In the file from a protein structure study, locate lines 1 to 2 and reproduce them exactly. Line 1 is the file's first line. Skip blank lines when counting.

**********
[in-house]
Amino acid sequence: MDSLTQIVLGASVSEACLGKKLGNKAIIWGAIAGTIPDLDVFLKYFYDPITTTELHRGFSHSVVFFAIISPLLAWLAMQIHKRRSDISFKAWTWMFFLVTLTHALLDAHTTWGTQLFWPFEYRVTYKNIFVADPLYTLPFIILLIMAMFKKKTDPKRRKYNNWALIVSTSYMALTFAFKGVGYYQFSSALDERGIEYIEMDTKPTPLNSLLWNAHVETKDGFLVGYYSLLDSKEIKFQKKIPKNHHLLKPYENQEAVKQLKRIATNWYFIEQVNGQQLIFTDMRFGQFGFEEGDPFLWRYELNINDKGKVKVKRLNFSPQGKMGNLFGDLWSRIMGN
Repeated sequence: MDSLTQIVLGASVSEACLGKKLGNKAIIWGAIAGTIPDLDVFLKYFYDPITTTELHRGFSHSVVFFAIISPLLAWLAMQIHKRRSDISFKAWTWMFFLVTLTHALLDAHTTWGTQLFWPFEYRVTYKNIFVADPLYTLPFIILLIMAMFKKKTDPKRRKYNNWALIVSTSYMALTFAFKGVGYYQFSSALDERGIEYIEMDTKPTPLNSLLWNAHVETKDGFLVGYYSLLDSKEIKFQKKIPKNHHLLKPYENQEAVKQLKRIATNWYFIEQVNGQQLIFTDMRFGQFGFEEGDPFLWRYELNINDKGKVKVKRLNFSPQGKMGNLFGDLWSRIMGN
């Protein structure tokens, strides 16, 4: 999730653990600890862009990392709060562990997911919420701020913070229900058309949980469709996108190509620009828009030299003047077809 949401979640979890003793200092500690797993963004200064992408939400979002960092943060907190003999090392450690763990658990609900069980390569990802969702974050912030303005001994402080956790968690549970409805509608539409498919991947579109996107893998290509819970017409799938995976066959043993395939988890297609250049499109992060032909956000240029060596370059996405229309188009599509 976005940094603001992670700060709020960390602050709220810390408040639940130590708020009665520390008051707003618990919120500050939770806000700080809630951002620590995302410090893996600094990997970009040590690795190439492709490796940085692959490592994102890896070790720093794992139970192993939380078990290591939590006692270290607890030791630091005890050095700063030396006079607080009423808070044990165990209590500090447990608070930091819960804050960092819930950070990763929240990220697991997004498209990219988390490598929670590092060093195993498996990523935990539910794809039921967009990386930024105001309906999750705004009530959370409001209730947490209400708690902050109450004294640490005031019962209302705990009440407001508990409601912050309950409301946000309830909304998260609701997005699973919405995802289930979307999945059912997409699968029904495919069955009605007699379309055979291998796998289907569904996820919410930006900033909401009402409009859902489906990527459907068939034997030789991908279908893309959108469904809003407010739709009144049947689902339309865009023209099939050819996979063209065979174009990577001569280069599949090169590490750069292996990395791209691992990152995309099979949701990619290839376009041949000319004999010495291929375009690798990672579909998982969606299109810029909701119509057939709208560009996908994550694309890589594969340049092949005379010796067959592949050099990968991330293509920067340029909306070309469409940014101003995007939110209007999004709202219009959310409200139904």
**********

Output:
[in-house]
Amino acid sequence: MDSLTQIVLGASVSEACLGKKLGNKAIIWGAIAGTIPDLDVFLKYFYDPITTTELHRGFSHSVVFFAIISPLLAWLAMQIHKRRSDISFKAWTWMFFLVTLTHALLDAHTTWGTQLFWPFEYRVTYKNIFVADPLYTLPFIILLIMAMFKKKTDPKRRKYNNWALIVSTSYMALTFAFKGVGYYQFSSALDERGIEYIEMDTKPTPLNSLLWNAHVETKDGFLVGYYSLLDSKEIKFQKKIPKNHHLLKPYENQEAVKQLKRIATNWYFIEQVNGQQLIFTDMRFGQFGFEEGDPFLWRYELNINDKGKVKVKRLNFSPQGKMGNLFGDLWSRIMGN